An analysis of digital rectal examination and serum-prostate-specific antigen in the early detection of prostate cancer in general practice
Brett, T. (1998). An analysis of digital rectal examination and serum-prostate-specific antigen in the early detection of prostate cancer in general practice. Family Practice, 15 (6), 529-533.
BACKGROUND: Prostate cancer is now the commonest cancer in men and the second commonest cause of death from cancer. However, general-practice-based research on prostate cancer remains scanty.
OBJECTIVES: We aimed to examine the acceptability of digital rectal examination (DRE) and serum-prostate-specific antigen (PSA) in the early detection of prostate cancer in a general practice setting. Another aim was to ascertain the incidence of prostate cancer among 50-79-year-old men in the solo practice.
METHODS: We conducted an opportunistic, prospective, population-based study involving men with no prior, proven history of prostate cancer.
RESULTS: A total of 211 (87.6%) out of 241 targeted patients agreed to take part in the study. Abnormal DREs were found in 9%, while 9.5% of PSA tests were found to be abnormal. One or both tests were abnormal in 29 patients-13.7% of the study population. Eleven biopsies were performed during the study, with cancer detected in three (27.3%)-1.4% of the total population. Eighteen patients were not biopsied either on clinical grounds or by personal choice.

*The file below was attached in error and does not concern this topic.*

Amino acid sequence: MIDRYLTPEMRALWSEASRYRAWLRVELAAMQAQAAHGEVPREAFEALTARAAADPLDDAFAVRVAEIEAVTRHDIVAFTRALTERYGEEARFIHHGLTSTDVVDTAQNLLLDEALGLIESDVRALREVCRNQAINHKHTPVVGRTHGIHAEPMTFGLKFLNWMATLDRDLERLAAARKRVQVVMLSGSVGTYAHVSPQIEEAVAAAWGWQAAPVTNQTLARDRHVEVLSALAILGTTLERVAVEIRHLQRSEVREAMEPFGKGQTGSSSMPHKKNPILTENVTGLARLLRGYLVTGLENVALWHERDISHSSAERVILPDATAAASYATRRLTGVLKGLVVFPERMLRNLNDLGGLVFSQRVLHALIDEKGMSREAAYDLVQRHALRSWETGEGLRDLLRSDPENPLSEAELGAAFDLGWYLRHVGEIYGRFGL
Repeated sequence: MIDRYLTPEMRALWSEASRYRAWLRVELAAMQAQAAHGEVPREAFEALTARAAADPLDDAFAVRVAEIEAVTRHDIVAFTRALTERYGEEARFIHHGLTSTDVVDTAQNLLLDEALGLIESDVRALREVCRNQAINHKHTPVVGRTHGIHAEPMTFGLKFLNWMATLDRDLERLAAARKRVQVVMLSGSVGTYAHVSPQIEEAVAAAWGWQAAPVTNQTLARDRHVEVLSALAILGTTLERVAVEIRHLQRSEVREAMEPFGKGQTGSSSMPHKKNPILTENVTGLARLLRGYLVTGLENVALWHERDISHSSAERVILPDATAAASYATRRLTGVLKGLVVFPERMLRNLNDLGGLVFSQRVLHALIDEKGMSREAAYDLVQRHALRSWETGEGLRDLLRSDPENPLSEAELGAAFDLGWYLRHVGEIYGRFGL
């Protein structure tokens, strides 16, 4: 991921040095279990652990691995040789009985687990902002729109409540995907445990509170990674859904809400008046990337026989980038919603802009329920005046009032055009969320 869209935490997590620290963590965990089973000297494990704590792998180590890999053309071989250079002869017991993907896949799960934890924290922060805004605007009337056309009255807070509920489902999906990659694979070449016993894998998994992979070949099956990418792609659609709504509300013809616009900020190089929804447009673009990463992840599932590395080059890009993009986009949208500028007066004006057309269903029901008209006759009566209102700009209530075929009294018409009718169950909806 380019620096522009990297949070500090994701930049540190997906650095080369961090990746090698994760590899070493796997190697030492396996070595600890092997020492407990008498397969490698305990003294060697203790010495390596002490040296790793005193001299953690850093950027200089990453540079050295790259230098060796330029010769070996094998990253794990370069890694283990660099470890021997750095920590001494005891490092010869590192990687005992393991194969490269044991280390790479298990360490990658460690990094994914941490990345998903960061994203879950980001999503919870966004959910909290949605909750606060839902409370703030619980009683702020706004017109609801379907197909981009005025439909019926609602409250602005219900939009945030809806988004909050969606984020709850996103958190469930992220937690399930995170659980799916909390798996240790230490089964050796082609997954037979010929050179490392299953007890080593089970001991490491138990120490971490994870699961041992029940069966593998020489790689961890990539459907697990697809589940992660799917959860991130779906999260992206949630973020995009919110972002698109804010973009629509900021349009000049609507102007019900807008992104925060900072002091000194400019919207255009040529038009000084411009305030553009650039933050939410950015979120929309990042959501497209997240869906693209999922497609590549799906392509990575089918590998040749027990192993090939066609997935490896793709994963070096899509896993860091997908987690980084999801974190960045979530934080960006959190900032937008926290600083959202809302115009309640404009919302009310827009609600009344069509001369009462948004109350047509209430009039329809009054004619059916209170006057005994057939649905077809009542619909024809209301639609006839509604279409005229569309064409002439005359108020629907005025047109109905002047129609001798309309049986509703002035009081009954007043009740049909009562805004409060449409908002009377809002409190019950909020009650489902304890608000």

CONCLUSIONS: The incidence of abnormal DRE and PSA tests was lower than that detected in previous hospital or specialist-based studies. Both tests were found to be highly acceptable to the population studied. Not all patients with abnormal early detection tests need necessarily proceed to further invasive investigations.
prostatic neoplasms, physical examination, mass screening, prostate specific antigen, PSA